All The More Reason


Veiled Threats
October 14, 2006, 9:12 pm
Filed under: Uncategorized

‘Tradition’, Arthur Koestler once wrote, ‘has the hypnotising effect to command blind belief’. Religion and the custom that accompanies it are particularly apt to induce a slavish conformity in devotees. As with hypnotism, religion is a self-willed stupor- the holy book, the doctrine of faith, its customs hold no supernatural power over the religious, just as the hypnotist’s watch possesses no special potency to render its subjects mesmerised. It is the complicity of the hypnotizer and the hypnotized that produces the absolute control of the former over the latter.

The wearing of the veil (and here, for the avoidance of doubt, I am not talking about a headscarf or hijab, but the full mask which covers the entire face of its adherents, save for a small slit allowing- appropriately enough- for blinkered vision) must give us pause for reflection on the hypnotic effect that religion can have. If the trend amongst young women to wear this most stifling of accoutrements could be entirely attributed to the outright coercion of fathers, husbands and brothers, that would be one thing. We know that this can occur from time to time and family to family. The women who choose to lift the veil in these circumstances are, like the women who tore the binding from their feet in feudal China, not just making a statement about fashion ‘dos and dont’s’, but actively rejecting the patriarchal cult within some strains of Islam that instructs women to ‘know their place’.

More troubling, however, are those women who actively choose- often to the puzzlement of their liberal parents- to hood themselves in this fashion. Peter Hain (the incandescent glow of whose sunbed tanned head surely even the blackest of burkahs would struggle to extinguish) recently made a rather fatuous comparison between the shock and unease precipitated by the rise of the miniskirt in 1960s Britain and the growth of the ‘maxi-scarf’ that we see today. The analogy, although glib, is actually rather revealing. In so far as fashion can be harnessed as a political statement, the miniskirt and the burkah occupy opposing poles of the spectrum. Whereas miniskirts might, if one were so minded, be considered a symbol of feminine self-assertion and sexual self-confidence, the burkah is emblematic of nothing but a perversely self-righteous submission to oppressive patriarchy.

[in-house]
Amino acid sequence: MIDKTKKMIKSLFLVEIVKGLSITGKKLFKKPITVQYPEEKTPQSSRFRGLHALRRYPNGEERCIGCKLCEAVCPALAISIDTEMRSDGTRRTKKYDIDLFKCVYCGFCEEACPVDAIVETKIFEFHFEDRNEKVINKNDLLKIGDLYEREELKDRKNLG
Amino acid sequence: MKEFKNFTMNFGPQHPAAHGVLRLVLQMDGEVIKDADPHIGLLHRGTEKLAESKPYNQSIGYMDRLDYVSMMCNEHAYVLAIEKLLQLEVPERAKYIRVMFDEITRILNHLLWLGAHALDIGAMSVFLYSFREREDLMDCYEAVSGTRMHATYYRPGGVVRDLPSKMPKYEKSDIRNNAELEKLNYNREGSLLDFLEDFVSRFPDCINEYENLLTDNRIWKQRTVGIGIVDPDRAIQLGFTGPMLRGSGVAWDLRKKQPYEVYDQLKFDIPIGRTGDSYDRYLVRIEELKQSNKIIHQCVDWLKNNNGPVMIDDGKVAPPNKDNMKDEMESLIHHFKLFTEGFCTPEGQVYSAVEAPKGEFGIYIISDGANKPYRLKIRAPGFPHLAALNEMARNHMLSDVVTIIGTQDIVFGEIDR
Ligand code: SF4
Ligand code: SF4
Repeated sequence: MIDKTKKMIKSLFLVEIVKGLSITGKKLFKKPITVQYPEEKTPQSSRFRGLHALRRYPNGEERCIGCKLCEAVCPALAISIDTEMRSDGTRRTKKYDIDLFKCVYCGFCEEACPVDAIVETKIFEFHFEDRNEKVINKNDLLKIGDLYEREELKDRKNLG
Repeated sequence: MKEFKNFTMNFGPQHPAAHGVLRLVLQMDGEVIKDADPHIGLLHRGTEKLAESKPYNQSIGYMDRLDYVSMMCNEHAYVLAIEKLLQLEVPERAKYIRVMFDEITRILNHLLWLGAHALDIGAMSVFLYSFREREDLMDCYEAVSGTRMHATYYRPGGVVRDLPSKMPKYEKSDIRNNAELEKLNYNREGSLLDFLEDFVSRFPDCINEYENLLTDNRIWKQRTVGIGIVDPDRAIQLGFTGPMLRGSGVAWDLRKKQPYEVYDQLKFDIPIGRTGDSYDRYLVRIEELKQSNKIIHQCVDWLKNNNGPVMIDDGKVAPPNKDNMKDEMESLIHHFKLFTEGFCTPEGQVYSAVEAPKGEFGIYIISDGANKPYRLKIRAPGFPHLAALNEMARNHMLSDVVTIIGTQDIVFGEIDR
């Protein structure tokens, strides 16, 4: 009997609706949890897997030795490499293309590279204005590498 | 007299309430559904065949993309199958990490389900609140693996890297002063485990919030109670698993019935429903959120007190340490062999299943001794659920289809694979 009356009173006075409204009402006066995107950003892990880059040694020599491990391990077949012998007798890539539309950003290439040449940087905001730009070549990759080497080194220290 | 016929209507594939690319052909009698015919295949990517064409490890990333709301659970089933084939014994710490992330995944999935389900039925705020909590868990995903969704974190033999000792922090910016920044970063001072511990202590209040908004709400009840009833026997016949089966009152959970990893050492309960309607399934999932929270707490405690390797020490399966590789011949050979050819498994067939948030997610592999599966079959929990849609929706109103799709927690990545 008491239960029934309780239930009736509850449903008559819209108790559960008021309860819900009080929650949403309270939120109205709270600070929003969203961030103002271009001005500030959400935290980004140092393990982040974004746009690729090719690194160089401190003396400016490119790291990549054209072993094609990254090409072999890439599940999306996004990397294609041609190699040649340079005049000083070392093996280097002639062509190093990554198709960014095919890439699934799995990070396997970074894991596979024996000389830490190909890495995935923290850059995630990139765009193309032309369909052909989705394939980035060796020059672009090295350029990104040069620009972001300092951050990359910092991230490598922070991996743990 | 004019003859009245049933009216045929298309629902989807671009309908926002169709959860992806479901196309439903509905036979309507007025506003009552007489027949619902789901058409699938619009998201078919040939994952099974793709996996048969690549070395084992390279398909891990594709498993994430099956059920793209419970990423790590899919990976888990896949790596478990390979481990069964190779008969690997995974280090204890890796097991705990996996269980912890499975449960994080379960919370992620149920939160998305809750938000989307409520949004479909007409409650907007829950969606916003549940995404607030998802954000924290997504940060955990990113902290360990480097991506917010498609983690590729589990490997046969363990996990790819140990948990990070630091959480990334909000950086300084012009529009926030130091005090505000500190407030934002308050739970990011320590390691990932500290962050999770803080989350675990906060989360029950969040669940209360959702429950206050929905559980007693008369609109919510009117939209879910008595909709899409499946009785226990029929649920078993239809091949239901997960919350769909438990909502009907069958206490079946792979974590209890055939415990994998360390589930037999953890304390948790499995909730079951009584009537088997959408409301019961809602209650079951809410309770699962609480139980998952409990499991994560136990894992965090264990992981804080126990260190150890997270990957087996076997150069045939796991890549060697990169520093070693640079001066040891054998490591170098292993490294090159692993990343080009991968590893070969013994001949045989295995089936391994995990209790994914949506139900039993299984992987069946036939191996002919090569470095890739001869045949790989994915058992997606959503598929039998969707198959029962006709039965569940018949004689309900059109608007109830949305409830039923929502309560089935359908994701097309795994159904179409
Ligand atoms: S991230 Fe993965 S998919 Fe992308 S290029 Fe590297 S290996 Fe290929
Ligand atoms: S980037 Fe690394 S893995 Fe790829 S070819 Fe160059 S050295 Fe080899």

This is nothing to do with ‘cultural imperialism’. Those Muslim women who wish to express their preferences in this way should be free to do so. However, to pretend that their choice is unfettered is deeply disingenous. Those women who zealously cling to their veils on the grounds that Islam affords a special role to their sex- a ‘separate, but equal’ role, to coin a phrase- seem to overlook exactly who devised the rules of the game in which they play. Any interpretation of the Koran which offers the burkah as the only way to protect a woman’s ‘dignity’ or ‘self-respect’ is not an interpretation devised by women, for women. As with so much of sharia law, the burkah is not even mentioned in the Koran. Vague references to ‘covering’ have been marshalled by men to the cause of men, who, in the name of religious propriety, sought to entrench a culturally endemic and institutionalised inequality.

Etymologically as well as empirically, costume derives from custom. Women who labour under an objectively oppressive form of dress are stifled too by the dead weight of tradition. They should not have to await the click of the hypnotist’s fingers to remove themselves from his power.

Michael P

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1 Comment so far
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It might be of interest to note that the voile is not only a Western concern. http://lefigaro.fr/international/20061020.FIG000000138_la_tunisie_en_guerre_contre_le_voile_islamique.html

Comment by Jonathan Smith




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